LFB launches firefighter recruitment campaign
LONDON FIRE Brigade (LFB) announced that the campaign was the biggest ‘in over six years’, with 400 people sought for firefighter posts.
In its posting about the recruitment campaign, launched today, LFB stated that it was ‘searching for 400 people to start their career as a firefighter and develop into other firefighting specialisms’, including technical rescue, fire investigation and community prevention. It estimated that it needed around 7,000 applicants to ‘obtain the people we need’, with an outreach team established to ‘go out into the community to talk about the numerous career opportunities that firefighting offers’.
Additionally, recruitment days will be held at fire stations to offer ‘guidance and practise tests to help prepare people for the application process’, with ability tests on skills including problem solving, physical strength and communication. Applicants must be UK or EU citizens without work restrictions and a permanent UK resident, and need to pass ‘certain rigorous’ tests as mentioned, as well as medical and eye examinations, with an age limit of 17.5 years old.
Recently London Fire Authority members approved suspending the ‘London residency requirement for applicants’, as well as removing the requirement to have a driver’s licence, with applicants that succeed expected only to pass an LGV test within the first three years of employment. It is also looking into how its fire cadet scheme ‘can establish an apprenticeship pathway’ given that ‘nearly half of graduate fire cadets are women’.
If chosen, applicants begin with a pre learning programme and initial theory, lasting six weeks, while a second stage combines classroom and practical sessions to assess theory and practical skills, while the third and final stage focuses on job development and consolidation of learning. This takes place at a fire station, with 18 to 36 months needed to ‘confirm competence’ in addition to two two day workshops to ‘confirm that knowledge and understanding has been retained’.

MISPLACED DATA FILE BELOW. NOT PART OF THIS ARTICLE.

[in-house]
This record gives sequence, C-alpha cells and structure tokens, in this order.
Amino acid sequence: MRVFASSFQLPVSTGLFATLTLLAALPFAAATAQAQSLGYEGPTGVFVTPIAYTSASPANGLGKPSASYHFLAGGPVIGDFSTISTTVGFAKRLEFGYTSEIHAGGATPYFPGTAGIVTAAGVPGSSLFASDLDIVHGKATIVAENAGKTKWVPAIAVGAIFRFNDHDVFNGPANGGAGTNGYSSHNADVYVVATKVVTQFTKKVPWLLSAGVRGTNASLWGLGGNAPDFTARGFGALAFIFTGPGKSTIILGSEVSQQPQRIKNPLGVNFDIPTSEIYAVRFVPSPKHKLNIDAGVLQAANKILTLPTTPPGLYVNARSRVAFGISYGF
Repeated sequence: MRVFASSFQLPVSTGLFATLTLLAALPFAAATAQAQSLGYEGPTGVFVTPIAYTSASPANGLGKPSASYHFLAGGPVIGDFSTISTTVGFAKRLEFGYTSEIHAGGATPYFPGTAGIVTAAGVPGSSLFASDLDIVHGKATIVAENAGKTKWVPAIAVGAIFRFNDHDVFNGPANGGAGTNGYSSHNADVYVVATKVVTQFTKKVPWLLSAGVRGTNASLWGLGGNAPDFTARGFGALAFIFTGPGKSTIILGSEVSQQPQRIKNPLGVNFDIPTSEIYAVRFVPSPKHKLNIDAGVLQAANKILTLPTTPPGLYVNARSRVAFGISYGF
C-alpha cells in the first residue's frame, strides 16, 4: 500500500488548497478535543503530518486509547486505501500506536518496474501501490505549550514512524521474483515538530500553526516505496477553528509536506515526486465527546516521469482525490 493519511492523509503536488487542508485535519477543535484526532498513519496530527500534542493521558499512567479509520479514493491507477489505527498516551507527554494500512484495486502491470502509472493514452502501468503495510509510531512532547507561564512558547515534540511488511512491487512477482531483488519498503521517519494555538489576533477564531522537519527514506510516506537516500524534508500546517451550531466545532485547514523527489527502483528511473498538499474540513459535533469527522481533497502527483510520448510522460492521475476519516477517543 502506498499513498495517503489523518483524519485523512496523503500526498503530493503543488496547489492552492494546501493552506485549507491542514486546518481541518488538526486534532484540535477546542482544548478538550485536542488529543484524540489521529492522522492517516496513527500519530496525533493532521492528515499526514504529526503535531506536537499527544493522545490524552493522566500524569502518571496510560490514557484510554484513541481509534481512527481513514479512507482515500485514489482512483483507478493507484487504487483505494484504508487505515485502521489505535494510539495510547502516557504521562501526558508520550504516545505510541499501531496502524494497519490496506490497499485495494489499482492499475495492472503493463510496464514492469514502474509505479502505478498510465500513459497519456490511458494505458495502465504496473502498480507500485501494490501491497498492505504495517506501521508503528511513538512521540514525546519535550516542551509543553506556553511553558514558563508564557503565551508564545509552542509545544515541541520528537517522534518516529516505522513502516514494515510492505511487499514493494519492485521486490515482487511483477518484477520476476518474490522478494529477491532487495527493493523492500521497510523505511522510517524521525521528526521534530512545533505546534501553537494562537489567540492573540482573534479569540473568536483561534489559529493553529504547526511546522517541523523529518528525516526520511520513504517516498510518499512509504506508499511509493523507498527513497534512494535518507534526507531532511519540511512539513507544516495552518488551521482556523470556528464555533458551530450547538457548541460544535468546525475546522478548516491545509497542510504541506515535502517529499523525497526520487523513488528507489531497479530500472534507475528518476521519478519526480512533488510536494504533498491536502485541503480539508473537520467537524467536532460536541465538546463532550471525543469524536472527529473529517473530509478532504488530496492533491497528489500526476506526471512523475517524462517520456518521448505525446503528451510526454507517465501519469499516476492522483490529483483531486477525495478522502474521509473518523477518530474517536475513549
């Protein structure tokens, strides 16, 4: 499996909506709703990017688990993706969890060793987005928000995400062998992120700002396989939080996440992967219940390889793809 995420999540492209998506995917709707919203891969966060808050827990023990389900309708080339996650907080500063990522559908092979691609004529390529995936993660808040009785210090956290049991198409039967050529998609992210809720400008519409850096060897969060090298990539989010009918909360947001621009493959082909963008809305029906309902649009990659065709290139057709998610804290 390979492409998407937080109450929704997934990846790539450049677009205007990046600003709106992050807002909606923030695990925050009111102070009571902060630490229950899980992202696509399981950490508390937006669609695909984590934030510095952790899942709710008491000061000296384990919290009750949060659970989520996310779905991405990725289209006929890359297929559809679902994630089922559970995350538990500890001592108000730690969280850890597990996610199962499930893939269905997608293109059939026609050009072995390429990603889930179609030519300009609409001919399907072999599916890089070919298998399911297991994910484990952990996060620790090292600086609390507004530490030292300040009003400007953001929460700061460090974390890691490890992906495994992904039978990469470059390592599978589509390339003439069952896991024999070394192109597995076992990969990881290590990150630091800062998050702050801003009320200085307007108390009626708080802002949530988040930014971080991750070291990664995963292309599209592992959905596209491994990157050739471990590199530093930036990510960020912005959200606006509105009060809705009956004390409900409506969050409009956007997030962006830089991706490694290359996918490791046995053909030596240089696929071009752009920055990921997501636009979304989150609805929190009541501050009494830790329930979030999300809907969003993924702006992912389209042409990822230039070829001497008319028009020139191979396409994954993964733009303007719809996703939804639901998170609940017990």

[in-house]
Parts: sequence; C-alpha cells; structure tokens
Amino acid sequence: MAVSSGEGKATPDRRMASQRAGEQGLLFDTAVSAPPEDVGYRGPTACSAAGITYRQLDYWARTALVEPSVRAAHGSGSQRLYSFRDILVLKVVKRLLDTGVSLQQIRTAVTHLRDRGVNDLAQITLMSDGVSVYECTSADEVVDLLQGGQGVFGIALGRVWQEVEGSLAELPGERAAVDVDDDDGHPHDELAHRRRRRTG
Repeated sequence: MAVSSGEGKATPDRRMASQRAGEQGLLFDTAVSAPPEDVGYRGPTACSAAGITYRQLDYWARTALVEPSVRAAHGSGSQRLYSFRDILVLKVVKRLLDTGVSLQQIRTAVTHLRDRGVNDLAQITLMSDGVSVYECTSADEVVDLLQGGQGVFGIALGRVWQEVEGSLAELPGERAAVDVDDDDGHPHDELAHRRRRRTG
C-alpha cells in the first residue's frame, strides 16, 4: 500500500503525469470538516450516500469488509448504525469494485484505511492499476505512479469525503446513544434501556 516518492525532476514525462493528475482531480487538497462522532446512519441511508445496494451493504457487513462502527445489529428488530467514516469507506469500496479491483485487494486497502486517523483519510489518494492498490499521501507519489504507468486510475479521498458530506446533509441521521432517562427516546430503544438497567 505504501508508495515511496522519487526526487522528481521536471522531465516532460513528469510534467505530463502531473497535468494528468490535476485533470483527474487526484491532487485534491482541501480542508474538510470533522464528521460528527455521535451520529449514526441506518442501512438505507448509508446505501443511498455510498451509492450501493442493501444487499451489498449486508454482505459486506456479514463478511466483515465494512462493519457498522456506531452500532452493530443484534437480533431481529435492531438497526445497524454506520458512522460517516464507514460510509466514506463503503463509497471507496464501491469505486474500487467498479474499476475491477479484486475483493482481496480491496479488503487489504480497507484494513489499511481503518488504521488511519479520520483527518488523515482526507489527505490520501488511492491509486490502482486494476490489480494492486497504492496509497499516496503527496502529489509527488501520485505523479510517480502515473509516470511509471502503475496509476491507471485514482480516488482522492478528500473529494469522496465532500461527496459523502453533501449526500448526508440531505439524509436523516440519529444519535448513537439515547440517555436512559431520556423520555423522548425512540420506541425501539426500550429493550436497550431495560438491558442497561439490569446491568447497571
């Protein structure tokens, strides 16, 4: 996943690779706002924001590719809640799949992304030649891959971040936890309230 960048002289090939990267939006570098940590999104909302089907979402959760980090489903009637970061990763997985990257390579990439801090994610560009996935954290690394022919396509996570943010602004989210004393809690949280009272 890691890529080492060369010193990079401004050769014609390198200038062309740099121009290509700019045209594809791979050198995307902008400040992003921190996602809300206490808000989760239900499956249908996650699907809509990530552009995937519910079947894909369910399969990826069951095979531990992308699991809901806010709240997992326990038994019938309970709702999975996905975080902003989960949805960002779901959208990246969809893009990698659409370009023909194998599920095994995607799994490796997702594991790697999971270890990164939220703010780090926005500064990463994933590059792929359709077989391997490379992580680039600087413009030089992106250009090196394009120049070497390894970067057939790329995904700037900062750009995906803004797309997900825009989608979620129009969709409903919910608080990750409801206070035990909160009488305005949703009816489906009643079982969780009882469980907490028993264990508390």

Dany Cotton, commissioner of LFB, stated: ‘There is no more important time to become a firefighter in London. The five terrorist attacks and the tragic Grenfell blaze this year has shown that our firefighters must be prepared to deal with every eventuality that can occur in our capital. Tackling fires, though, is now thankfully a smaller part of a firefighter’s role than ever before.
‘Modern firefighting is so much more than tackling fires. In any given day you could be helping to stabilise the driver at a road traffic collision, pumping out water of a flooded property or fitting smoke alarms that save the life of an elderly Londoner. For those that go on to choose to follow specialist firefighting careers paths you could travel the world rescuing people from collapsed buildings, solve the causes of complex fires with the service’s fire investigation team and help prevent fires and save lives through face-to-face community safety work.
‘With our new campaign we hope to reach those people who never thought of firefighting as a career for them. Firefighting is a job for all and we especially want to reach women and black minority ethnic people as we strive to better reflect the communities we work in.’
The Mayor of London, Sadiq Khan said: ‘London’s firefighters do one of the most important jobs there is – helping to keep the rest of us safe. This year they have played a critical and heroic role in responding to deadly terrorist attacks and tackling the Grenfell Tower tragedy, but this is only a small proportion of their tireless work to protect and support London’s communities.
‘Forget the stereotypes, London Fire Brigade is targeting women and all of London’s BAME communities and I want it to become as diverse as the city it serves. So even if you’ve never thought of a career as a firefighter before, I encourage all Londoners to see what there is to offer and think about becoming one of London’s most valued employees.’